A MODELING APPROACH FOR ELASTIC TOLERANCE SIMULATION OF THE BODY IN WHITE HANG-ON PARTS
This paper proposes an approach to implement tolerance simulation for a compliant assembly, which includes manufacturing processes such as clinching, bolting and hemming by applying tolerance simulation tool.
Authors and Contributors:
Zheng, Hanchen (1) [primary author]; Litwa, Frank (1); Reese, Benjamin (2); Li, Chenyang (2); Bohn, Martin (1);
Paetzold, Kristin (3)
1: Daimler AG; 2: Dimensional Control Systems Inc.; 3: Universität der Bundeswehr München
Computer aided tolerancing (CAT) in the automobile industry is implemented by CAD tools. These
tools analyze the manufacturability of complex assemblies with rigid single parts in an early stage to
reduce the product development time and the cost for hardware prototypes. This paper proposes an approach to implement tolerance simulation for a compliant assembly, which includes manufacturing processes such as clinching, bolting and hemming by applying tolerance simulation tool. The fender- BIW system is simulated as a compliant–rigid system and the simulation model is applied to two production scenarios. The simulation results are compared with real measurement data, which demonstrates the efficacy of using simulation in early production as opposed to prototyping or other methods of design by showing the strong correlation between simulation results and as-built products.
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1.1 Tolerance analysis in automobile processes
Currently, computer aided tolerancing (CAT) in the automobile industry is implemented by digital tools. These tools analyze the manufacturability of complex assemblies in an early stage to reduce the product development time and the cost for hardware prototypes. Camelio and Hu (2003) summarized the propagation of variation analysis models from single station to multi-station for rigid parts. He also proposed a modeling methodology to simulate the multi-station assembly process of a compliant sidewall of automobile. Schleich and Wartzack (2016) summarized the major approaches applied regarding the rigid mechanical assemblies. Corrado and Polini (2017) presented a general method to integrate the manufacturing signature and the assembly conditions into the existing theoretical models of tolerance analysis for rigid parts. At the same time, the finite element method (FEM) was also applied in the tolerance analysis. For example, Liu and Hu (1997) developed the method of influence coefficient (MIC) to simulate compliant sheet metal assemblies, Chang and Grssard (1997) proposed PCFR (Positioning, Clamping, Fastening and Releasing) cycle to model the assembly of compliant parts, butt joint and a slip joint in a body in white (BIW) process are analyzed in the work of Moos and Vezzetti (2012).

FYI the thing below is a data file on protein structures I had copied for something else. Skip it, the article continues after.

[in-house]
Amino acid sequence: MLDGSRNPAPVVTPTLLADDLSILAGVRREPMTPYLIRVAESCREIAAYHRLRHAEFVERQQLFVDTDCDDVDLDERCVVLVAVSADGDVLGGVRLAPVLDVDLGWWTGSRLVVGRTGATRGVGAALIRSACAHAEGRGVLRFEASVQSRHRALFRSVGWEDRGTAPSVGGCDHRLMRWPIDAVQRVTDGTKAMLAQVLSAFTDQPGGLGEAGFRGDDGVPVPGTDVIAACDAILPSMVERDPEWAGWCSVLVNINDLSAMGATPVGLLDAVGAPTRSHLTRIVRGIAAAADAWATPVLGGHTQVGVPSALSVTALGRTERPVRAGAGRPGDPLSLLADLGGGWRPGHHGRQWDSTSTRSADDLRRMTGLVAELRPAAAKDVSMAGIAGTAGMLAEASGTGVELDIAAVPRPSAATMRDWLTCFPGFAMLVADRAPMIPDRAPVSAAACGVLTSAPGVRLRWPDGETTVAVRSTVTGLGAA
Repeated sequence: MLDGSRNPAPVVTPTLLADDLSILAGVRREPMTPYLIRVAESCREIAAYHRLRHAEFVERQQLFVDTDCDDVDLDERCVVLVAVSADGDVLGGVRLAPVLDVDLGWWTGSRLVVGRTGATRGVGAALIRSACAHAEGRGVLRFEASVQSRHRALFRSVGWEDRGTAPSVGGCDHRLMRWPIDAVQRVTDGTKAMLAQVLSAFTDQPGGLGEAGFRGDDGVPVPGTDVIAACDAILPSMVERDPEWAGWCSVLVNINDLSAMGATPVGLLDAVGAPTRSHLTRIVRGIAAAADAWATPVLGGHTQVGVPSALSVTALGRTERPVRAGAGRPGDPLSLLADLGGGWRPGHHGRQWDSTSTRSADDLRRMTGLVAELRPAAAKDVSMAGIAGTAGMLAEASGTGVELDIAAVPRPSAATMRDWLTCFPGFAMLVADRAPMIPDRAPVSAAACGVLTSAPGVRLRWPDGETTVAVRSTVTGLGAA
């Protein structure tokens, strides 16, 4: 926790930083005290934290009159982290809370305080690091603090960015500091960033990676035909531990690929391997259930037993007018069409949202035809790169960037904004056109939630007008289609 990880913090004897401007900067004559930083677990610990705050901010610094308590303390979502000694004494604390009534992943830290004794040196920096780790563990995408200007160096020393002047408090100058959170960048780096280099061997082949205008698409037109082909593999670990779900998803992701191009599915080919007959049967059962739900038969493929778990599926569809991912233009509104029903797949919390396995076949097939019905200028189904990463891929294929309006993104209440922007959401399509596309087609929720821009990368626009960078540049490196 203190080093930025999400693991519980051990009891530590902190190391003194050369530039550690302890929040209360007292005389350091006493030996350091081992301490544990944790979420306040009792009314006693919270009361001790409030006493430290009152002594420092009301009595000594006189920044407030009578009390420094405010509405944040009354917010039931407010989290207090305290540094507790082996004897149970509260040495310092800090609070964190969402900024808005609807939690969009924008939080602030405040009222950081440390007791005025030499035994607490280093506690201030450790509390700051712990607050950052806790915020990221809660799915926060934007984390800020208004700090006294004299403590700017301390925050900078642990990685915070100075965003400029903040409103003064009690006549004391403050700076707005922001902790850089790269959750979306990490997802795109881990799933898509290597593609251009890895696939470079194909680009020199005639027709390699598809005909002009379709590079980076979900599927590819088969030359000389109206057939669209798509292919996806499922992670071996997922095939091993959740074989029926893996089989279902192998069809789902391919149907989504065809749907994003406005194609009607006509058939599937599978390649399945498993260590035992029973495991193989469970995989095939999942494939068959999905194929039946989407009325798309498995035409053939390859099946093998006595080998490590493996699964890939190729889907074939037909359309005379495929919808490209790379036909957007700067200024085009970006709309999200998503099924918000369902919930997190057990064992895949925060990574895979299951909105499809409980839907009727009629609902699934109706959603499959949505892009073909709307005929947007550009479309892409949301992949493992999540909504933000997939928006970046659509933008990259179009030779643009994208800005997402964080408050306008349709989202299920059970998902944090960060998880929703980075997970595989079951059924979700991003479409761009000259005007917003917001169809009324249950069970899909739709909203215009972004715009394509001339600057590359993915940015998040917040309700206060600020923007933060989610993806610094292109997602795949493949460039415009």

However, the conventional statistical tolerance simulation results has a shortage in fitting to the real
manufacturing processes. The rigid tolerance simulation ignores any deformation in the parts, which
can be caused by clamping, welding, clinching, riveting or other over-constraining operations. FEM
simulation is capable of simulating the compliant part, but the simulation model must be modified for each case and the length of the simulation run time scales with model size and complexity.
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2 TOLERANCE MODELING CONSIDERING MANUFACTURING PROCESSES
The assembly process of BIW hang-on parts is a multi-station process (including clinching process
and hemming process). Both mentioned CAT tools provide the ability to simulate the compliant
assembly process virtually. 3DCS FEA Compliant Modeler is developed mainly based on the method
proposed by Camelio (2004). For a sheet metal assembly system with geometric co-variance and large number of variation sources, it substantially reduces the computational effort comparing to VisVSA (developed based on MIC). Therefore, the elastic tolerance simulation in this paper is implemented by using 3DCS FEA Compliant Modeler.